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Stay Safe When It Gets Dark

10/16/2017

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Night driving is often the most dangerous time to drive, Koester & Bradley share tips to make it safer. 

Darkness triggers melatonin production, which tells the body that it's time to sleep. This causes drowsiness. Furthermore, people aren't nocturnal creatures by nature and therefore their vision is poorly suited for the dark. These facts mean that the hours after sunset is a dangerous time to drive. While headlights and tail lights make driving possible, they're a poor substitute for sunlight. Here are five tips for making your night driving a safer experience:
Check Your Lights
Make sure your headlights are properly aimed. Shine your car's headlights on your garage door and note the beams' reflections. If they point up, down, or off to the side, have your mechanic adjust them. Replace headlights, tail lights, and brake lights that are burnt out or appear dim. Keep them clean.
Keep Your Windshield and Glasses Clean
Dirt and grime covered glass scatters light. This produces glare when light passes through dirty windshields and glasses. Keep the inside and outside surfaces of both clean. Consider getting an anti-reflective coating on your glasses, which dramatically reduces glare.
Avoid Looking at the Headlights of Oncoming Traffic
The glare of oncoming headlights can cause temporary night blindness. To avoid this, look at the right side of your lane to guide your steering and use your peripheral vision to track oncoming traffic.
Get Plenty of Rest
Get seven or eight hours of sleep the night before a long road trip. Avoid driving at night when you feel physically or mentally exhausted. Therefore, hard manual labor or running a marathon should be avoided before your trip. This is also true for lengthy exams, interviews, and similar experiences that tap out your mental energy.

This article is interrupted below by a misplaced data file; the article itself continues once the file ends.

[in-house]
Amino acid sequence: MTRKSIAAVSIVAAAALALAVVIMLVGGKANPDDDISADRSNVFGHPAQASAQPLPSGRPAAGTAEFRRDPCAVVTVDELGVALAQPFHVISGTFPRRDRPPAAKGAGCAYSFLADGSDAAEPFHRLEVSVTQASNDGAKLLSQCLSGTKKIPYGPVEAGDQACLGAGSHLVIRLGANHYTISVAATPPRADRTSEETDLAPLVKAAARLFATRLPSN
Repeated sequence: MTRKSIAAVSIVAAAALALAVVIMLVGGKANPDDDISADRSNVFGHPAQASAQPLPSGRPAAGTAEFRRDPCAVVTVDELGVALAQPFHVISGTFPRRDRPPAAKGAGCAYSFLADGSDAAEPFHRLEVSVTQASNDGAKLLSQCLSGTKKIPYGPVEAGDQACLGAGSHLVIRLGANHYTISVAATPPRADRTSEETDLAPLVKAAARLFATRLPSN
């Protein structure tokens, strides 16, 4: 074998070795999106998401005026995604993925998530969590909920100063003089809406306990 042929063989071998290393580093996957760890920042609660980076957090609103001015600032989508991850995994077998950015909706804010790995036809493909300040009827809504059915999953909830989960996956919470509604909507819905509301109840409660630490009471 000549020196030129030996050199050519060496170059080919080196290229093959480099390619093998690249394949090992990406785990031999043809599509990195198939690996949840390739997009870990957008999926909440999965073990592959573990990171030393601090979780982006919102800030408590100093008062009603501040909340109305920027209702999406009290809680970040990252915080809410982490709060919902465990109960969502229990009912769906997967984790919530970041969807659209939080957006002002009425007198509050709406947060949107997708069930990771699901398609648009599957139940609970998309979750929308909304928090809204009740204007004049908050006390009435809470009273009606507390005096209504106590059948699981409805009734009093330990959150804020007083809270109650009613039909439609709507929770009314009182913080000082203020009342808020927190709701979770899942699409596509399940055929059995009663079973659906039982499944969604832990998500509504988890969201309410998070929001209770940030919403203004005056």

Drink Coffee When Needed
If you start feeling fatigued during your night drive, get off at an exit and drink a cup of coffee. If you're at a rest stop, a coffee works especially well after a 20 minute nap. While occasional coffee consumption is effective, don't rely on it too heavily. Your body will develop a caffeine tolerance that renders it less effective. At some point, even coffee won't prevent falling asleep at the wheel when your fatigue is sufficiently extreme.
If another's reckless or negligent driving injured you in an accident, our experienced lawyers can help.  Contact us today at Koester & Bradley, LLP.

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Authors

Ryan R Bradley is a civil litigator based in Champaign County Illinois focused on representing plaintiffs in a variety of cases form medical malpractice to automobile accidents.

Tom Koester is a civil litigator based in Champaign County in Central Illinois focused on representing the injured and victims of Medical Malpractice and Personal Injuries.